Sometimes you can do everything right and create the perfect plant paradise, but they still need just a little boost to realize their full potential. Fertilizers help your tropicals manage growth and blooming, especially during their growing seasons. Organic fertilizers are ideal because the tender roots and leaves of tropicals can burn easily in the presence of chemicals. If you do opt to chemically fertilize, do so only once or twice a year. Choose a balanced, all-purpose mix and only use half the recommended concentration.

Popular Tropicals

Now that you know how to successfully nurture tropical plants, plant care for these exotic beauties is much less intimidating! Give your home and garden an island vibe with some of our favorite tropical plants:

Bougainvillea:

This woody vine is bushy enough to be treated as a shrub, but with a sprawling effect that can certainly be showcased. Bougainvilleas are best known for their heaps of vibrant bracts that surround a small, simple, white flower Leave them on the hottest part of your patio and water sparingly to brighten their high-intensity pink and purple bracts.

Hibiscus:

This specialty flowering annual is an excellent choice for tropical gardens. Their delicate, disc-shaped petals flaunt a variety of warm shades and multi-colored patterns that'll have you feeling like you're at a Hawaiian luau. Hibiscus flowers also boast showy stamens for some additional, detailed interest. Plant them in full sun and keep the soil consistently moist.

Jasmine:

Not all tropical flowers display vibrant, colorful blooms, but that doesn't mean they're any less beautiful. Jasmine flowers provide a refreshing addition to your tropical garden with pure white petals and subtle yellow stamens. Known for their calming effect, jasmine fills the evening air with sweetly-scented nectar. While they're accustomed to hot, humid temps, jasmines need a slight chill in the fall to encourage their winter blooms.

Mandevilla:

Mandevilla vines are easily recognized for their bright, trumpet-shaped flowers and gorgeous, glossy leaves. These trailing tropicals are perfect for decorating trellises and adding a climbing element to your garden. You can also let their long, flowering fines flow freely over hanging baskets or pergolas. Keep these plants blooming like crazy in sandy, well-drained soils and bright, indirect sun.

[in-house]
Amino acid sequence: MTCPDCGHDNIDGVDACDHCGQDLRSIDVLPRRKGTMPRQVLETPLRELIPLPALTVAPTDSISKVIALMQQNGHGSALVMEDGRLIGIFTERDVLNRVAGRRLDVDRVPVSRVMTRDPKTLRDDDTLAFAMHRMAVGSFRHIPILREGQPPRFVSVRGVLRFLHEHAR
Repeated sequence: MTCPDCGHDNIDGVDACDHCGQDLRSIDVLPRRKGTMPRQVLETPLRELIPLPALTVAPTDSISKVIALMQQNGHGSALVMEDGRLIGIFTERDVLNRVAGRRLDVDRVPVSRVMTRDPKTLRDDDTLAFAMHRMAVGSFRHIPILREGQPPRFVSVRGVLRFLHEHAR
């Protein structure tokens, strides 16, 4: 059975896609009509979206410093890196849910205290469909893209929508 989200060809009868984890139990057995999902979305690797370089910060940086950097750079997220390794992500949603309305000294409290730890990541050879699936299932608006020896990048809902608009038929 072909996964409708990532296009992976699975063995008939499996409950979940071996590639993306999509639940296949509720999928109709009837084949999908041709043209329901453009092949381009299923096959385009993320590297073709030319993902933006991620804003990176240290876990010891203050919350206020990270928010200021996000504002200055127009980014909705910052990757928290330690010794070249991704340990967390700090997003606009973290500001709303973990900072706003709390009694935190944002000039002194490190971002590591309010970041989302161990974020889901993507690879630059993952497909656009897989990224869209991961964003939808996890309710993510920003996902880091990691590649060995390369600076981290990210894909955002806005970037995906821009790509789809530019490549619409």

Cannas:

Many of our favorite flowers need to be replanted each year, but cannas are the perfect perennial plant to ensure your garden always has a touch of the tropics. These flamboyant bulbs are known for their bright, ruffled buds and broad, veined leaves. Plant them in full sun and fertile, moist soils in the summer and overwinter them indoors to enjoy their blooms year after year.

Birds of Paradise:

You can't get much more exotic than a flashy flower that resembles a tropical bird! Also called a crane flower, you might find yourself doing a double take with this one. In our growing zone, Birds of Paradise are great patio plants. Give them good drainage and lots of summer sun to prepare their spiky, asymmetrical petals for a late-summer bloom. Once temperatures dip below 40 degrees, bring plants inside to enjoy through the winter.

Elephant Ear:

Although they don't display the bright flowers tropicals are best known for, elephant ears still bring an exotic feel with their interesting, broad-leaf foliage. They're often decorated with distinct veins, sometimes pale yellow or bright red in color. Colocasia elephant ears are a gorgeous deep purple color with bright green veins and edging. Add drama to your tropical garden with these impressive, shade-tolerant plants.

If a vacation getaway is in the distant future, the bright, vibrant colors and lush leaves of an exotic garden might be just what you need. Though they're gorgeous planted on their own, planting a variety of tropicals with minimal spacing will help you achieve a more jungle-like appearance. Drop in and pick up some gorgeous tropicals to make your home feel like an exotic getaway every day!